Okami deserved better. Clover's 2006 PlayStation 2 classic was loved by a precious few, but a wide majority simply passed it by. It's hard to say where the fault was; "drawing" on the screen to cast spells was an incredibly fresh mechanic, and the sketch-book art direction was (and still is) completely unique. If I had to guess, the misguided Zelda comparisons, awkward pacing, and heavy helping of Japanese culture served as a turn-off for a swath of potential players. Whatever the case, it's a surprise that Capcom, sans Clover, decided to take another stab at the franchise with Okamiden. The DS's touch screen seemed objectively perfect for Okami's signature mechanic, but the other variables, namely how well a new development team would simultaneously iterate on game design and survive a hardware downgrade, were unknown.
Nine months have passed since Amaterasu vanquished Orochi and freed Nippon of corruption. Demons unexpectedly return, but when Ammy is summoned again, a smaller but similar looking wolf, affectionately referred to as Chibiterasu, appears in her place. Issun, recently appointed Celestial Envoy and former partner of Ammy, puts Chibi in motion and sets the stage for another adventure. The general format is the same as before; scour the landscape, meet people, explore towns, complete fetch quests, and conquer dungeons all on your way to vanquishing evil.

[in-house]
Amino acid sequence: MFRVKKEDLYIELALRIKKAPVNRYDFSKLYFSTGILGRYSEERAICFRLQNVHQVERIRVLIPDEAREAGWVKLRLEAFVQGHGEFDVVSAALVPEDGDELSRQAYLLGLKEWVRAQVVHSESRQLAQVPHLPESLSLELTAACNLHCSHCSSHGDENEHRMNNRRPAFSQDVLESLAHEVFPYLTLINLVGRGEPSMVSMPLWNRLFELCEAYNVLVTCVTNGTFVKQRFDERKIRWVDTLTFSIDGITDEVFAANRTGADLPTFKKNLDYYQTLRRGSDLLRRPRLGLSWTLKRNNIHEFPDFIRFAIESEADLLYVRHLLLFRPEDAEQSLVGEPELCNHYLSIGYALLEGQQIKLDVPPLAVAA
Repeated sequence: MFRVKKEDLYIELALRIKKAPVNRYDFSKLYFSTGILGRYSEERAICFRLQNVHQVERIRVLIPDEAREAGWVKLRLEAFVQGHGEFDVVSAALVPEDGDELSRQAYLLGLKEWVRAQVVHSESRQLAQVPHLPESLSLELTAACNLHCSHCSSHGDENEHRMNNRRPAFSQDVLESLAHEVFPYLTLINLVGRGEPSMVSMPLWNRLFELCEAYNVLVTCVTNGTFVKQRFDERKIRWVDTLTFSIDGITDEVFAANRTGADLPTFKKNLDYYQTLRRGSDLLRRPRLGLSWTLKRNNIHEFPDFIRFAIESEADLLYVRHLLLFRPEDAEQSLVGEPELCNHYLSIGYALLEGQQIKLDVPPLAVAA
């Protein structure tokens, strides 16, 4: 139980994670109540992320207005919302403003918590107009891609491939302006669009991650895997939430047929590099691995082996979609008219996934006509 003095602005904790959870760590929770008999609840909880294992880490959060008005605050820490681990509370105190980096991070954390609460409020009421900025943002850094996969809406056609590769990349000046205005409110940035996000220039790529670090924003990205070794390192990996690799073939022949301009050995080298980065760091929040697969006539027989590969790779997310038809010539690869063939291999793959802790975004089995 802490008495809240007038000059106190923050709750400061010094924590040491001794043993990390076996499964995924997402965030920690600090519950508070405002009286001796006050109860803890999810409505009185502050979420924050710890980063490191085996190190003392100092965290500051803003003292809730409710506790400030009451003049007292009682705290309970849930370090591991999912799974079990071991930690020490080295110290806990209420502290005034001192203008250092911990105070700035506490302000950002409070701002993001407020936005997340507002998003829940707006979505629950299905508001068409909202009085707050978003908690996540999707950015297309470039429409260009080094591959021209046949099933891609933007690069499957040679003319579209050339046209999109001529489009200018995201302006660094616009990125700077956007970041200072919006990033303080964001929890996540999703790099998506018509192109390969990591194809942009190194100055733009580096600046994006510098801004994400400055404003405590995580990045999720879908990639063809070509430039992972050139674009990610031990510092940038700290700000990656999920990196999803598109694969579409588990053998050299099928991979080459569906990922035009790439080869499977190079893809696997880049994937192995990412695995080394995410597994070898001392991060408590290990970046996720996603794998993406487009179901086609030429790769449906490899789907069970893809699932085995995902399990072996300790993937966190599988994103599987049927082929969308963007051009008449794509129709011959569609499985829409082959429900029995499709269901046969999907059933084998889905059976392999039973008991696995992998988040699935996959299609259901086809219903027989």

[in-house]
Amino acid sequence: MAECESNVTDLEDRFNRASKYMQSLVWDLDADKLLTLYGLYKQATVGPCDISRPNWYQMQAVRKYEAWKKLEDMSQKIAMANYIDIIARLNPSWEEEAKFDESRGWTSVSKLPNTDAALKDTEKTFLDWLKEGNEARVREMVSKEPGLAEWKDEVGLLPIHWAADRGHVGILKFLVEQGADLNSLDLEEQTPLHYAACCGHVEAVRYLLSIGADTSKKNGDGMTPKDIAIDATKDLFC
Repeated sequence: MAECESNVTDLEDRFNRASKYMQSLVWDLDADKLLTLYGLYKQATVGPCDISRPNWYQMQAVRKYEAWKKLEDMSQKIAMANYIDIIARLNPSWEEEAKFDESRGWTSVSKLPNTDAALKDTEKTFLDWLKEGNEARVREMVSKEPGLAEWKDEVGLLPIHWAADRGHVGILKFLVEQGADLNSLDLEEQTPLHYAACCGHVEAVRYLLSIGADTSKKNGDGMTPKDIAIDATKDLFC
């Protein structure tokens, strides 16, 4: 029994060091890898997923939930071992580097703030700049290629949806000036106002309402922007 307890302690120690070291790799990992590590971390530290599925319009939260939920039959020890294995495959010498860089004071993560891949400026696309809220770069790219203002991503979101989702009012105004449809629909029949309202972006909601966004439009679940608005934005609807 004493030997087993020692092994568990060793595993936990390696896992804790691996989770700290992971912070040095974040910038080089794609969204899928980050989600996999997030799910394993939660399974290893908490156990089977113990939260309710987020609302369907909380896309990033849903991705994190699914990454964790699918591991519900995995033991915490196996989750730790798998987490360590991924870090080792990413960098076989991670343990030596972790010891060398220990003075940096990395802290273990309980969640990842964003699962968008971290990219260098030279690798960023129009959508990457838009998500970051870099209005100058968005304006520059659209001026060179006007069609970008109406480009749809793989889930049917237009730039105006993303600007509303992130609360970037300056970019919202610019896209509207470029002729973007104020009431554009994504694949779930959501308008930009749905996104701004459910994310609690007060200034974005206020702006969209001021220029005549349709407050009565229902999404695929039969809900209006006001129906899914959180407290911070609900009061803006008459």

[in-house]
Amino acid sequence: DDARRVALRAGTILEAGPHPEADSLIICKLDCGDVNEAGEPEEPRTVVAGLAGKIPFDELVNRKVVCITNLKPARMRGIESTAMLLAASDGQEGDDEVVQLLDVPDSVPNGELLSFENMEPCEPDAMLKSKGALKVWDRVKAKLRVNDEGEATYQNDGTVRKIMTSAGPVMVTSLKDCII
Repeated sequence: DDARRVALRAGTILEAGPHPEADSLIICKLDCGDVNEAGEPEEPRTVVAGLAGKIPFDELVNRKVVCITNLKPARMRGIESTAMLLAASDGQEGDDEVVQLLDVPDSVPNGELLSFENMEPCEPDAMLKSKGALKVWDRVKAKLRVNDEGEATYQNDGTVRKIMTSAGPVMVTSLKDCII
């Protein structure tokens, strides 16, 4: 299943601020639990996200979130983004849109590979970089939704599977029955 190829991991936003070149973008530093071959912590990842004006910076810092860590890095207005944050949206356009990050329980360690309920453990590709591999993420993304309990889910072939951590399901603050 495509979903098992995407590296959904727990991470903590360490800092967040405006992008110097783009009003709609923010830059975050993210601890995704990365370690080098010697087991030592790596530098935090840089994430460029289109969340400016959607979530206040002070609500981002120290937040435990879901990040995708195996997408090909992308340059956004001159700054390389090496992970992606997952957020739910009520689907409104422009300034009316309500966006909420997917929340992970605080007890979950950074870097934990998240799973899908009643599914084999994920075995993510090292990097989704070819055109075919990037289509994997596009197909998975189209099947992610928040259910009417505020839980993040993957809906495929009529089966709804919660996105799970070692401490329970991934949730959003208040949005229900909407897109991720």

Okamiden's narrative could have erred in the way of cheap fan faction (and early on you'll swear it's heading in that direction), but by the time it all unfolded it turned out an interesting, if not unpredictable, ride. Whereas Okami broadcast a more global exposition on the impending apocalypse, Okamiden shifts perspective to tell a more personal point of view from a handful of select characters. Issun occupies Chibi for only a short while, leaving the figurative reigns to a wonderful cast of children. The problems and plights of these kids are all wrapped in familiar parables, but they're played with such an earnest sense of decency and given such great rapport that you can't help but sympathize every time they speak. The path to the end game is indeed focused on saving the world, you just might not realize you're getting there by rescuing a theater troupe or searching for someone's captured mother.